Trump Vetoes National Defense Authorization Act At The Eleventh Hour Before Heading To Florida For Christmas


    President Donald Trump formally vetoed the National Defense Authorization Act (NDAA) for fiscal year 2021 on Wednesday.

    Wednesday was the final day the president could send the bill back to Capitol Hill, and the White House alerted the press to Trump’s decision less than an hour before he was scheduled to depart Washington, D.C. for a two-week holiday in Florida.

    The president wrote in his announcement that the NDAA “fails to include critical national security measures, includes provisions that fail to respect our veterans and our military’s history, and contradicts efforts by my Administration to put America first in our national security and foreign policy actions.” He wrote that is was a “‘gift’ to China and Russia.”

    Additionally, the president noted that the NDAA “fails even to make any meaningful changes to Section 230 of the Communications Decency Act” and “includes language that would require the renaming of certain military installations.” He had previously listed both items as redlines and reiterated it in a Statement of Administration Policy sent to Capitol Hill just before the bill’s passage.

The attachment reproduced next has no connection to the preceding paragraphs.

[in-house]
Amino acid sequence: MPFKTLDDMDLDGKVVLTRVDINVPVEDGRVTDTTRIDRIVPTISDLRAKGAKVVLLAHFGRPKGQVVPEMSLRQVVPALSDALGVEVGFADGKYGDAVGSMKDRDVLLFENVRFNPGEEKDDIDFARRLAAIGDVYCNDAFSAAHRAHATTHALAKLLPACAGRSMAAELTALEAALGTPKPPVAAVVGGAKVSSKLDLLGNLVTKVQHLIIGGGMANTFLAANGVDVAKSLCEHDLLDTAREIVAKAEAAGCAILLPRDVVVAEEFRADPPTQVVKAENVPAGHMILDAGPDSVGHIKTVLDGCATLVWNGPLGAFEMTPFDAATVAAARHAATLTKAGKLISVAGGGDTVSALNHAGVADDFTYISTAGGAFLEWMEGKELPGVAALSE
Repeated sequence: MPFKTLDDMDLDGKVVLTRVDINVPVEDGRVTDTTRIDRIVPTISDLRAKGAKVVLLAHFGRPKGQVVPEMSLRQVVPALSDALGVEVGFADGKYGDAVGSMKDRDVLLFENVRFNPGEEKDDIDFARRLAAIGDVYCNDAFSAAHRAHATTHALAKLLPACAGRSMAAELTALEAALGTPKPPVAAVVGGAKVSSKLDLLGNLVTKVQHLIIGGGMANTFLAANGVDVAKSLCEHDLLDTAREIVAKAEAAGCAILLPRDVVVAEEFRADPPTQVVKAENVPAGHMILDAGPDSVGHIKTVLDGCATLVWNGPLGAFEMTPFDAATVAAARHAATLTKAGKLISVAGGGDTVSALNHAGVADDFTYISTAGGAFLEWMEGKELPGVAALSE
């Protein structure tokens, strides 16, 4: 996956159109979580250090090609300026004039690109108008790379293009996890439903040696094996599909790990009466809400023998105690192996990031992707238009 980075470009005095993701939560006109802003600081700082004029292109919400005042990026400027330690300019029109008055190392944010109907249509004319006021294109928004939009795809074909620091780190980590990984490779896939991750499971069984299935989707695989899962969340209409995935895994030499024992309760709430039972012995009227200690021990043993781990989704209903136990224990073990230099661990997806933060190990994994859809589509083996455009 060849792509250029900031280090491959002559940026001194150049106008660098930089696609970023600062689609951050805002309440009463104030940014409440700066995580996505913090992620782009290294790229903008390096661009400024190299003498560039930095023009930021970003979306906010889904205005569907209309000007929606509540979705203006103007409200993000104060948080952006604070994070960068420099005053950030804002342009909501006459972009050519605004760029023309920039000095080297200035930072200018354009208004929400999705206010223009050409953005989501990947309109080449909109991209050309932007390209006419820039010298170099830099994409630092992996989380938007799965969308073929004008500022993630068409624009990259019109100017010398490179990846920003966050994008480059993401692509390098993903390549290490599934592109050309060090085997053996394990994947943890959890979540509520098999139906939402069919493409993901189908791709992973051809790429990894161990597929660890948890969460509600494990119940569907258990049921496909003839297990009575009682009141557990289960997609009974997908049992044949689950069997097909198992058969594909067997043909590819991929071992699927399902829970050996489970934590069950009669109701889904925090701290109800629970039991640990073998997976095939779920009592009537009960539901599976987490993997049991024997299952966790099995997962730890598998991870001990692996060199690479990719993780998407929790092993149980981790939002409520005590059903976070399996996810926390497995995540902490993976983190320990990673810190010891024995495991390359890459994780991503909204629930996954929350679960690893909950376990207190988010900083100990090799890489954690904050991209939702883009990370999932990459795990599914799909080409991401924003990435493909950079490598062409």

“Section 230 facilitates the spread of foreign disinformation online, which is a serious threat to our national security and election integrity,” he wrote Wednesday. “It must be repealed.”

    On renaming bases named after Confederate figures, Trump claimed that those “locations have taken on significance to the American story and those who have helped write it that far transcends their namesakes.”

    Trump finally noted that the current NDAA “arbitrarily” caps the amount of military construction funds to be used in the event of a national emergency, like coronavirus, and limits his own personal goals of a wide-ranging troop withdrawal from America’s various foreign engagements. Neither item had previously been mentioned as a specific redline by the president nor White House.

    Congress is expected to override the president’s veto sometime after Christmas recess. It will be the first time the Legislative Branch has used that power during Trump’s presidency.